Poet Fears Jail Over Manezh Riot Rhyme

A Moscow poet said he faced ethnic hatred charges after being summoned to police headquarters Tuesday "for a chat" about a poem describing December rioting near the Kremlin.

Vsevolod Yemelin, a well-known modern poet in the Russian blogosphere, could be fined 500,000 rubles ($17,400) and jailed for five years if charged and convicted of inciting ethnic hatred with "Poetic Feuilleton," a poem published on his LiveJournal blog that critics say supports ultranationalists.

The poem's closing lines read: "Meanwhile the Caucasus natives knife Russians at all crossroads/And shoot them dead with a gun/The more they shoot, the louder they shout, "Glory to Putin!"

Yemelin said police were looking into a complaint from a resident from the Kabardino-Balkaria republic.

"The issue is a Kabardino-Balkaria resident who didn't like the content of my poem has requested that a criminal case be opened on charges of inciting ethnic hatred," Yemelin said, according to RIA-Novosti.

Yemelin has written two poems about the rioting of some 5,000 nationalists on Manezh Square in December. The protesters were demanding justice after an ethnic Russian football fan was killed during a clash with North Caucasus natives earlier that month. The other poem, titled "Once Again About Tenderness," was published in the Perm-based Sol magazine.

Yemelin said he did not receive official, written summons but an informal invitation by telephone. Even though the law doesn't oblige people to obey informal phone calls from the police, Yemelin said he decided to go anyway. "Farewell, comrades," he wrote on his blog late Monday.

After the police interview Tuesday, he said he had been informed that a linguistic expert had reviewed his poem at the police's request and determined that it contained some "incorrect" references. A decision on whether to open a criminal case now rests in prosecutors' hands, he said.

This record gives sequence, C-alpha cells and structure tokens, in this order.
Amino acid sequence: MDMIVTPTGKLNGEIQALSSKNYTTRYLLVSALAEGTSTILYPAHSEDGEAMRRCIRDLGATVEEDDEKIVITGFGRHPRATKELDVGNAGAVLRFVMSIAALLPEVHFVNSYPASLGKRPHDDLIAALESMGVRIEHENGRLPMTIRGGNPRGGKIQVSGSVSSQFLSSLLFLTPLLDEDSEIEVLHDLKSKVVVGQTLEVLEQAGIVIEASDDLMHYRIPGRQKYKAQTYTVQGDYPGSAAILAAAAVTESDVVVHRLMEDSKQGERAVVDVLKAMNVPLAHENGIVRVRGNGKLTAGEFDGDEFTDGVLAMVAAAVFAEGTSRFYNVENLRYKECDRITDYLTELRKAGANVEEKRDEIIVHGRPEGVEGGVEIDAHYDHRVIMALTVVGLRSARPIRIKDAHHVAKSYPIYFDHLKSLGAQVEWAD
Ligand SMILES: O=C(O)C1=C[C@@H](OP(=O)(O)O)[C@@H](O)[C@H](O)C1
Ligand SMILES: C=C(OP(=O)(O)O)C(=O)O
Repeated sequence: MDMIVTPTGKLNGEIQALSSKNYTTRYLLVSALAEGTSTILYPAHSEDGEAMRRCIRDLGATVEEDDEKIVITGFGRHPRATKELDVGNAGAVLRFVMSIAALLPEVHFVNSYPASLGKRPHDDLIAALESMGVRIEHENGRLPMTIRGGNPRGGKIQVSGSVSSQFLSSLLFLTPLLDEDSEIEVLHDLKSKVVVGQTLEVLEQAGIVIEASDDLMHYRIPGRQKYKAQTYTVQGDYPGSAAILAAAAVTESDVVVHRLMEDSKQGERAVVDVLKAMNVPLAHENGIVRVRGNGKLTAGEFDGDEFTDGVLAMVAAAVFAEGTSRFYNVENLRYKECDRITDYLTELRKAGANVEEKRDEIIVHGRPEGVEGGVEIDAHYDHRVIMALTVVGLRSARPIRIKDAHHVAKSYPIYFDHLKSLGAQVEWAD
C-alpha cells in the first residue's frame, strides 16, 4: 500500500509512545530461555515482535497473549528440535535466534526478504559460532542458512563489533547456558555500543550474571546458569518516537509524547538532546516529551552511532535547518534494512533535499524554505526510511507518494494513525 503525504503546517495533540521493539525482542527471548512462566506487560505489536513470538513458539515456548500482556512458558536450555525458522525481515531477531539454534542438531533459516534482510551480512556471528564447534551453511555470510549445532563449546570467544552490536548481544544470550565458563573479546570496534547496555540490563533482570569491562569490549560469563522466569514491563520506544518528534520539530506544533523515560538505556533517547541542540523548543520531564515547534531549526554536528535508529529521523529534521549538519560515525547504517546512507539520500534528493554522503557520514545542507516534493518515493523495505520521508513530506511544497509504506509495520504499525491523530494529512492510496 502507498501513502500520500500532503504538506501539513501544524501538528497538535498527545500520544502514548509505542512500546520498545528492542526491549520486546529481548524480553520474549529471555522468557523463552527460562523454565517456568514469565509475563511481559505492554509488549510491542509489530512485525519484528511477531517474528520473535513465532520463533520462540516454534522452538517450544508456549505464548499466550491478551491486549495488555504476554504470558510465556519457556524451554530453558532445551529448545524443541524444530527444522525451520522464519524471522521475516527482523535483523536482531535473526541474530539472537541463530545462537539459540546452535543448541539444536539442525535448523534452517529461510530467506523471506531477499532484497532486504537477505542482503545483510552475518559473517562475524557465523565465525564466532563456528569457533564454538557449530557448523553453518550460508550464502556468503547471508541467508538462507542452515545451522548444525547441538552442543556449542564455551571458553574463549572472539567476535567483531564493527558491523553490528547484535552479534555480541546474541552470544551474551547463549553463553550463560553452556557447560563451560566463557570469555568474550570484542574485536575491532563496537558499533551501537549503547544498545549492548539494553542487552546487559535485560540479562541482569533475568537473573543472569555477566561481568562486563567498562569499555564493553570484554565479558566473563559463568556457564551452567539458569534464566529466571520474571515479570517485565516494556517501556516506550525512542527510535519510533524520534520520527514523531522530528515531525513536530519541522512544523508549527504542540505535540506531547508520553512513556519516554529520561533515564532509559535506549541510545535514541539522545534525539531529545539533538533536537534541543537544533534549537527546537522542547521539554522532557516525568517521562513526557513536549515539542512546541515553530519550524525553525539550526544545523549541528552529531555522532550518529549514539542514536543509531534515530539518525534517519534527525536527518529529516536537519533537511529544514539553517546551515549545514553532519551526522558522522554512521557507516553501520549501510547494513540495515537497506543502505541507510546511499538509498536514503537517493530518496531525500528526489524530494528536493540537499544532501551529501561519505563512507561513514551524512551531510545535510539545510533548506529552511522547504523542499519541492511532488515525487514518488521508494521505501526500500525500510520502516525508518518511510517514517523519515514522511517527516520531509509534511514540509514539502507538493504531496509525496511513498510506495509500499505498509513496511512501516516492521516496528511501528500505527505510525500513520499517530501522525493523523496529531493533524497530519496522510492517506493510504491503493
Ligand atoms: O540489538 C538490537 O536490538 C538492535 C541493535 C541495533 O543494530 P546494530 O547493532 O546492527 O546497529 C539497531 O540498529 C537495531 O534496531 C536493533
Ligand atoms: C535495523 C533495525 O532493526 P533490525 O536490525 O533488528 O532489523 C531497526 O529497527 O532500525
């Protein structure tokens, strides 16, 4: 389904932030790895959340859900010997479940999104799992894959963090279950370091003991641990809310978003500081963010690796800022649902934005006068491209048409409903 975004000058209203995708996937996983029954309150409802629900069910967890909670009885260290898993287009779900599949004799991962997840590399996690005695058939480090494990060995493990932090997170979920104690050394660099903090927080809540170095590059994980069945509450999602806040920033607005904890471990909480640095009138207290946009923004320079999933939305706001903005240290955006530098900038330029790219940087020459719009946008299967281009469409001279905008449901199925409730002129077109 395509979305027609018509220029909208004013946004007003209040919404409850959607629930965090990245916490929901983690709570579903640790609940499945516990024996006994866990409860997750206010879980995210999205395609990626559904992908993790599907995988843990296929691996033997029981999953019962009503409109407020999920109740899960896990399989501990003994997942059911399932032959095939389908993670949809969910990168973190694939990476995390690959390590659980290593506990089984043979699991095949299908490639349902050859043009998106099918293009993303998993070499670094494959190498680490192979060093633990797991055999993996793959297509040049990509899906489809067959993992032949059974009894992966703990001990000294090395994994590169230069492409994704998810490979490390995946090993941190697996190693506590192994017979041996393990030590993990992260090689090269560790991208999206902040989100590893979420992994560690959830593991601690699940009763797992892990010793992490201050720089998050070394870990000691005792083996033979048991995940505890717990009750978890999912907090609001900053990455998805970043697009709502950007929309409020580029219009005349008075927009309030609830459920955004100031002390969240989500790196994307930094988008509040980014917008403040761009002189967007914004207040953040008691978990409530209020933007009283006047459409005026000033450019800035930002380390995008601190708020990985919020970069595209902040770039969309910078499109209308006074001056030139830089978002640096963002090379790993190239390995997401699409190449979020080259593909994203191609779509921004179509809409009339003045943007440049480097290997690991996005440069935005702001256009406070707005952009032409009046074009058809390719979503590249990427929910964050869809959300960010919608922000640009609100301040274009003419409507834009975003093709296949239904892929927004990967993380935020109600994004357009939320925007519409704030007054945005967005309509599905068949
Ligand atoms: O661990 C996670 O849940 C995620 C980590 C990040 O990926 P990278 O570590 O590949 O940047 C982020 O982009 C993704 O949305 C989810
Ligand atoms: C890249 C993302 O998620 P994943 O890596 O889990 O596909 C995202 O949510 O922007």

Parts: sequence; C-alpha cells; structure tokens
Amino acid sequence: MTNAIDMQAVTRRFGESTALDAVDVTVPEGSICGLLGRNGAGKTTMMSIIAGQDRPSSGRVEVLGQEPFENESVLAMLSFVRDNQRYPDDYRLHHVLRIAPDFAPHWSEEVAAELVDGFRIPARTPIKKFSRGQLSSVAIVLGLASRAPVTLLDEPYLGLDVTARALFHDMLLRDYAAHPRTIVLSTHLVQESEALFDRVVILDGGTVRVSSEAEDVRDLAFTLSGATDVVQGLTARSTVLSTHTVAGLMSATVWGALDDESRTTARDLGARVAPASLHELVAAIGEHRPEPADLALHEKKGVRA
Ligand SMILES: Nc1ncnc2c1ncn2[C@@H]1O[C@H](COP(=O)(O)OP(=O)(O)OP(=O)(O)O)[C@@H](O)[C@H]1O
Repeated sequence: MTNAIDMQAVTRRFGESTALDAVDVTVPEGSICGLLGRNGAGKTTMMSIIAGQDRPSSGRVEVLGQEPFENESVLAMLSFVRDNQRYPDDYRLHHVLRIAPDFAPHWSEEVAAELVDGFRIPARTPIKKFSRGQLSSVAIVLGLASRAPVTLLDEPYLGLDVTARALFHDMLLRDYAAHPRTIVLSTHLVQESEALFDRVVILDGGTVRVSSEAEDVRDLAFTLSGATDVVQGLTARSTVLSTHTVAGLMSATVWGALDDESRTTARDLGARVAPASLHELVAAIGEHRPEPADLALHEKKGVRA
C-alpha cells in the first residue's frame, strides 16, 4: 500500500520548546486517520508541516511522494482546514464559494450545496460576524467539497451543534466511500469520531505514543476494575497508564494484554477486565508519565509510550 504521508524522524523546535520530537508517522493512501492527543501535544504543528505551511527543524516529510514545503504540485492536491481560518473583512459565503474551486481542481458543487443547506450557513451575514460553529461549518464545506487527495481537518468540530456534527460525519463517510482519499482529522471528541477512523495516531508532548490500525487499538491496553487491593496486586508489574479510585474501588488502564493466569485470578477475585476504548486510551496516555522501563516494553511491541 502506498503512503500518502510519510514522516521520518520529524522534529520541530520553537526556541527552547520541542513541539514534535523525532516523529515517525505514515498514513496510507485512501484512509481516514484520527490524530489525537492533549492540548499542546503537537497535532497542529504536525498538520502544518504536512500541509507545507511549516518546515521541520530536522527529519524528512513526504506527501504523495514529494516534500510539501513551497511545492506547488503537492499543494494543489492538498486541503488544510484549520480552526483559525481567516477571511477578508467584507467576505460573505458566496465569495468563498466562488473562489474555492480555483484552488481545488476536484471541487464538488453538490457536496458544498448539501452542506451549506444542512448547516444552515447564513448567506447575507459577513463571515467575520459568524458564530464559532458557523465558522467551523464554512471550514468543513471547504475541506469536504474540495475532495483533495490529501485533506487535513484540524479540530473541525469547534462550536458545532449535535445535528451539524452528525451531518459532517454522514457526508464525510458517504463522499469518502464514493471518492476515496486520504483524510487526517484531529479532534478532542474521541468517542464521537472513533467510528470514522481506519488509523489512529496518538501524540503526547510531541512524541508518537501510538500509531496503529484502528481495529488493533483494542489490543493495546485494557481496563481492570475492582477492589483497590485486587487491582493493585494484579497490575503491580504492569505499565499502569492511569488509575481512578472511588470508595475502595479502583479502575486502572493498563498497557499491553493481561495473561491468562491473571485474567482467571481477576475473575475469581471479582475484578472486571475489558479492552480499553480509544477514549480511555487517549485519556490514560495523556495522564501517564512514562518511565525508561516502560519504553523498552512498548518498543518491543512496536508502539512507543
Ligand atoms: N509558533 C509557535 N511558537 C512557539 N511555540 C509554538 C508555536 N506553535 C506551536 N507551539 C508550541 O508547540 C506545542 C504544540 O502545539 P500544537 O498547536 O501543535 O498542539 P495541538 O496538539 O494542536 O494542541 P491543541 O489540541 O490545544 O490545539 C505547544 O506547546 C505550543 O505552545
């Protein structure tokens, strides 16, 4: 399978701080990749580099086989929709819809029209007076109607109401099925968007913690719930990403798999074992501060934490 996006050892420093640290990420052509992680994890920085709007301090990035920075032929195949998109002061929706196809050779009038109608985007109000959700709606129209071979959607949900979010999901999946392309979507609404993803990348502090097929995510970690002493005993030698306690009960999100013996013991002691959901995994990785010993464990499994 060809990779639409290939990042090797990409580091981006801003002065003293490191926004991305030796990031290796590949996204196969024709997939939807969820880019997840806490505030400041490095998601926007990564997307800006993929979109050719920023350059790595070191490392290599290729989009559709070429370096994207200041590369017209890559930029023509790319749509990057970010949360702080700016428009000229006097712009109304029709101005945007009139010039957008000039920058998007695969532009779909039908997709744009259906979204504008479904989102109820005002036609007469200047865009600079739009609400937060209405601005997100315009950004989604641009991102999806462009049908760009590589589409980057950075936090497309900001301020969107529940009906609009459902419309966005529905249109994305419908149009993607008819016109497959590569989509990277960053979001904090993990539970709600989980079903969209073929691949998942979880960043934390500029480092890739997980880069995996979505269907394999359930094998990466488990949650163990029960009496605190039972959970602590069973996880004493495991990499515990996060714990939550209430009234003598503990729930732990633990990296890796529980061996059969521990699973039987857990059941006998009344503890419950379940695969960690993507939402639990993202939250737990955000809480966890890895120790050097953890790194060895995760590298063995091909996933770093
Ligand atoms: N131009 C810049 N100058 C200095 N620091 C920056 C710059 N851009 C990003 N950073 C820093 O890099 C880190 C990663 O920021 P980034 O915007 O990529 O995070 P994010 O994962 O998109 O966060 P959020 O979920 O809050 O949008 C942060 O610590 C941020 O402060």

Yemelin, who in one of his few published interviews says his full-time job is a church carpenter, regularly writes poetry on current affairs, but this is the first time he has attracted the interest of the police.

Separately, in another move against critical cultural figures, investigators have wrapped up charges against Novosibirsk artist Artyom Loskutov, who is accused of insulting police officers with his artwork, Interfax reported Tuesday, citing the artist.

It is the second case against Loskutov. In 2009, he was convicted of illegal drug possession and ordered to pay a fine. He and his supporters said the charges were punishment for his co-organization of an annual anti-government flash mob called Monstratsia, which could be roughly translated as "Monsterization."

In the latest case, Loskutov is under fire for an online article and caricature about the police and is accused of using "insulting expressions" when speaking of specific Novosibirsk police officers in public.

If tried and convicted, he faces a fine of up to 40,000 rubles or correctional labor.

Loskutov, who is in Novosibirsk under a written pledge not leave the city, has denied wrongdoing.

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